Friday, May 29, 2009

Galileo and Christianity

In 1610 Galileo published his defense of Heliocentrism, his discoveries are celebrating their 400 year anniversary this year, with the thought that it took him at least a year to document and write down his discoveries before they could be published. His discoveries and defense of Heliocentrism were quite controversial at the time, and he ended up under house arrest for his pains at the hand of the inquisition.
Christianity and science are often pitted against each other in popular discourse. One of the most common examples cited is that of Galileo Galilei’s fight with Pope Urban VIII, and subsequent trial and condemnation for heresy, concerning his heliocentric sympathies. Heliocentric meaning the idea that the solar system revolves around the sun. However this theory was not new to Galileo, Copernicus had put it forward some sixty years before at the encouragement of the professors of the Lutheran Wittenberg University. In fact, Philip Melanchthon, a theological father of Lutheranism, was instrumental in getting Copernicus’s theory published in the Lutheran city of Nuremburg. As Lutheranism is Christian it would be wrong to say Christianity had a problem with Copernicus or Galileo. (Luther himself, it should be said, did not put much stock in Copernicus’s theory, but never claimed to be a scientist either.) However, certain Christians did have a problem with the theory, and did not act very Christ like in this controversy.
Christianity, strictly speaking, is belief in the Gospel, and really doesn’t have to concern itself in questions of science. It is concerned first and foremost with the death and resurrection of Christ, which has won salvation for all mankind by reconciling the world to God. This is an historical event that cannot be examined by telescopes, or microscopes. If one wants to investigate Christianity they have to subject that event to historical investigation. The death and resurrection of Christ though have many implications for us living today. Whether or not the earth revolves around the sun or vice versa is not one of those implications.
However, the Bible was drawn into the debate by a Pope who acted in a very unwise and unlearned fundamentalist manner concerning its interpretation. This was not really necessary as St. Augustine had already set the precedent some 1300 years earlier for Biblical interpretation that would be kinder to Galileo. In fact, Galileo, a very learned Christian who was not a theological dunce, used Augustinian principles of biblical interpretation in defense of his heliocentric position. Galileo, himself was a Christian, and would not have thought of himself as anything but a Christian. He saw no need to abandon the Bible as the word of God based on his discoveries. He was smart enough not to quote poetical phrases of the Bible as gospel truth concerning the nature of the world.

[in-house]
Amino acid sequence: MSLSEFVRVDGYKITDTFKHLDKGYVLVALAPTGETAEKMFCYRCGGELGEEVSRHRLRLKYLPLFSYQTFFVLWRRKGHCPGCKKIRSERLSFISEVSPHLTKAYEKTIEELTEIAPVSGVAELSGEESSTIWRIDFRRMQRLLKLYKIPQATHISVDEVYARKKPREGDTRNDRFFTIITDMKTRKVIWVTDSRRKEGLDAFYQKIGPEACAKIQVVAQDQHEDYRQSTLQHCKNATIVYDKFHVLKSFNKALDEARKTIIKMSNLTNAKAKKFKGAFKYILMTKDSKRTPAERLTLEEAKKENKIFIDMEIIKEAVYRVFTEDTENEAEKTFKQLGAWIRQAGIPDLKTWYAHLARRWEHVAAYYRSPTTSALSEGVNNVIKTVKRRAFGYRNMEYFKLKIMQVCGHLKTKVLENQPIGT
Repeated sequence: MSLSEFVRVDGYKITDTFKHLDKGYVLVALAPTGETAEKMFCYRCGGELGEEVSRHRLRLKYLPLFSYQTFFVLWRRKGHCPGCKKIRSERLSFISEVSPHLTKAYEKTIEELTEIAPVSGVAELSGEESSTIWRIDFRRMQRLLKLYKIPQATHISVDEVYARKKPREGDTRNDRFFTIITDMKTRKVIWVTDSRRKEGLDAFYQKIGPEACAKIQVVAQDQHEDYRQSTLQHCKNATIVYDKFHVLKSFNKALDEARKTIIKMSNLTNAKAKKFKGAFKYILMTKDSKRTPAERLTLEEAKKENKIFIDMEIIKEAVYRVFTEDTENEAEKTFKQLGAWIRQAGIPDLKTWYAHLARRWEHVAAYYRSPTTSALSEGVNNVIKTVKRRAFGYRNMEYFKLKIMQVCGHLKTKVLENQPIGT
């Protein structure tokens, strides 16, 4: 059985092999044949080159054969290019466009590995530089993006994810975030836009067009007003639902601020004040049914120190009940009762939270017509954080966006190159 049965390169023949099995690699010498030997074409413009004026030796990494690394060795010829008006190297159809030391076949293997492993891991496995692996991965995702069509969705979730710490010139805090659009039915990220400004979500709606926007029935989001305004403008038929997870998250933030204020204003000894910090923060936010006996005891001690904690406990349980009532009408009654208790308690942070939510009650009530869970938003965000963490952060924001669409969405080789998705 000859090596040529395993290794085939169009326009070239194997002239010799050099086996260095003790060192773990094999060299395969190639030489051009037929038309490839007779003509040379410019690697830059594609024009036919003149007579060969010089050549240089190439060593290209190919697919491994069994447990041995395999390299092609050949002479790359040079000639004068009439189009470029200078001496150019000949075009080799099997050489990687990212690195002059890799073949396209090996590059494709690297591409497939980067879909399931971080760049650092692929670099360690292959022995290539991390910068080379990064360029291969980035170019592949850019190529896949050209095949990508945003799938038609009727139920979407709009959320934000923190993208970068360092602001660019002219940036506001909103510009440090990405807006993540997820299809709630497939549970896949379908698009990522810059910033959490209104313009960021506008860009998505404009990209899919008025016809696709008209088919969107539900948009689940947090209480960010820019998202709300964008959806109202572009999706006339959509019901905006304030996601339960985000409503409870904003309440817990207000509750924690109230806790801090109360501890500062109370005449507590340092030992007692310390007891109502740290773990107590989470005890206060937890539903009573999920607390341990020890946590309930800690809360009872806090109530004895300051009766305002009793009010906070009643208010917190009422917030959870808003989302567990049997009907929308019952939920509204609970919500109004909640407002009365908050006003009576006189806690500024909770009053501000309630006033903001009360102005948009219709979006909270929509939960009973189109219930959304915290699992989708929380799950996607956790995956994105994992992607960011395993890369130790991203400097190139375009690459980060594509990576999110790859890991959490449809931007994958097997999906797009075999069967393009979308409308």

The truth is that both sides in the controversy were Christian, yet they held two different philosophical views, and the one side uncharitably used the Bible to defend its views. The idea that the earth revolves around the sun had its origins with Aristotle, who did not have a telescope with which to correct his theories. Aristotle’s philosophy found dogmatic acceptance in the church through the work of Thomas Aquinas, who used Aristotle extensively in his theological writings, and his intellectual defense of the Christian faith over and against philosophical attacks on the Christian faith by the Muslim philosophers Avicenna, and Averroes. Thomas Aquinas was not a dumb man, and neither was Aristotle, but it should be admitted that without great investigation, and barring any pressing reason to investigate, it would seem natural to think that the sun revolves around the earth.
It is distressing that today being Christian and being a scientist are considered to be contradictory, and Galileo, who was a Christian, is cited as one example of how the two are not compatible. Many of the controversies of science (including that of evolution) do not really have their roots in a fundamentalist approach to the Bible, but in competing philosophies. It is even admitted by atheist philosophers like Thomas Nagel that current theories of evolution fail to answer crucial questions concerning the development of life, and that the theory of Intelligent Design, which many Christians and non-Christians alike hold to, is in fact intelligent and reasonable. He not only being a Professor of Philosophy, but also a Professor of Law at the prestigious New York University, sees no reason that Intelligent Design could not be taught in public schools. In fact, in the case of Gregory Mendel it was a dogmatic adherence to the evolutionary theory of Charles Darwin that was to blame for impeding scientific progress. Gregory Mendel, and Augustinian Monk and father of modern genetics, was ignored because his theory was not compatible with Darwin’s.
Christianity and science are not opposed to each other. To say they are shows a great deal of ignorance as to the history of science, and for that matter the history of philosophy not to mention Christianity. Christianity and science operate are different subjects, the way history and biology are separate subjects. Though at times these subjects find themselves interrelated, by and large they operate in different spheres altogether. But Christianity has been a great patron of the sciences in general. Not only have many great Christian men such as Galileo and Copernicus made great contributions to the development of scientific thought. The Christian church has also been responsible for establishing many of the universities where the research has taken place. But dogma, Christian or secular, never serves science well.

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